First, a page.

I had planned to stay until the end of January to guide those who chose to go to History Day regional contest, but left because of the disheartening lack of support from the administration. The principal undermined this outstanding skill building process for the four years before he left suddenly at the end of school June ’06. He broke up the 8th grade teams and ignored the value the OSPI placed on this project. The following year he applied for a job in district administration as the head of Teaching and Learning. I attended the public forum. There he presented himself as admiring mathematics and technology, but said derogatorily, “Who can understand history?” School leadership should admire all academic areas, should be interested in pupils, employees and patrons at the school. Yet when he was asked at the forum by the mother of the student who qualified to go to Nationals about programs of excellence, he responded by saying, “We don’t do National History Day” with pride. Why would you be proud of not doing a program valued and promoted by OSPI?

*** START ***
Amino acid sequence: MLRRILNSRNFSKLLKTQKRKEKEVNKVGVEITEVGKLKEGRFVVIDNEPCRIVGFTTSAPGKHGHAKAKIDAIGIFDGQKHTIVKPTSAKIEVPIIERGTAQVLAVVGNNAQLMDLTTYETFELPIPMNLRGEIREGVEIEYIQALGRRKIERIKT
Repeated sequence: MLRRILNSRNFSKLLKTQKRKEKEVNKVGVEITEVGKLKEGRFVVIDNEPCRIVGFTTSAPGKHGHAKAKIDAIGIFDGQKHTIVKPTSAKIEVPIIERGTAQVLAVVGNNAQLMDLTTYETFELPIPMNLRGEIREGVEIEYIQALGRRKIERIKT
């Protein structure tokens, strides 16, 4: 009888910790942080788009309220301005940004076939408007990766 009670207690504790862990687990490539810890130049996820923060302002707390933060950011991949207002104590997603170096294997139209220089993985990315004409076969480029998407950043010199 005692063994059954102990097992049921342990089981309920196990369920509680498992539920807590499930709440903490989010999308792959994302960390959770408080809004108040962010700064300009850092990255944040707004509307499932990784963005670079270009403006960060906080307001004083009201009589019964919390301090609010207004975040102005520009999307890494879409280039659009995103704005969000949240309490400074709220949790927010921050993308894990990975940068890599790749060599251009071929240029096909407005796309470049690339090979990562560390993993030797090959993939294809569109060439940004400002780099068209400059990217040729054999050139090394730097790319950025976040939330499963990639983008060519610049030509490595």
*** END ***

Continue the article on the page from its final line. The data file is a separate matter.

6405 - EVALUATION CRITERIA FOR ADMINISTRATORS
1. knowledge of, experience in, and training in recognizing good professional performance, capabilities and development;
2. interest in pupils, employees, patrons, and subjects taught in school;
Even as the principal was urging teachers to create curriculum that provided choice and was challenging, he was simultaneously reducing our ability to do so. Ironically, the History Day process requires students to complete the skills listed in items A and C below.
Edmonds School District Subject Area Guide, page 61 lists Anchor Tasks for U. S. History as follows.
A. Historical Research Project—Construct a thesis about an issue, person,problem, or event using evidence from multiple primary and secondarysources.
B. National History Day: TBD
C. Historical interpretations—Using artifacts to construct a coherent historical interpretation.
Are we really supposed to ignore the man behind the curtain?
Wednesday, January 23, 2008
High standards and expectations. All students can learn.
Posted by ESD15.org at 6:04 PM
Labels: In the Classroom
Subscribe to: Post Comments (Atom)
BTW: Even President Bush has acknowledged the value of NHD to our students' learning: Rose Garden ceremony marking an NHD/National Archives joint venture worth a couple of million dollars. Actually about what ESD 15 overpaid for the future admin site.
Post a Comment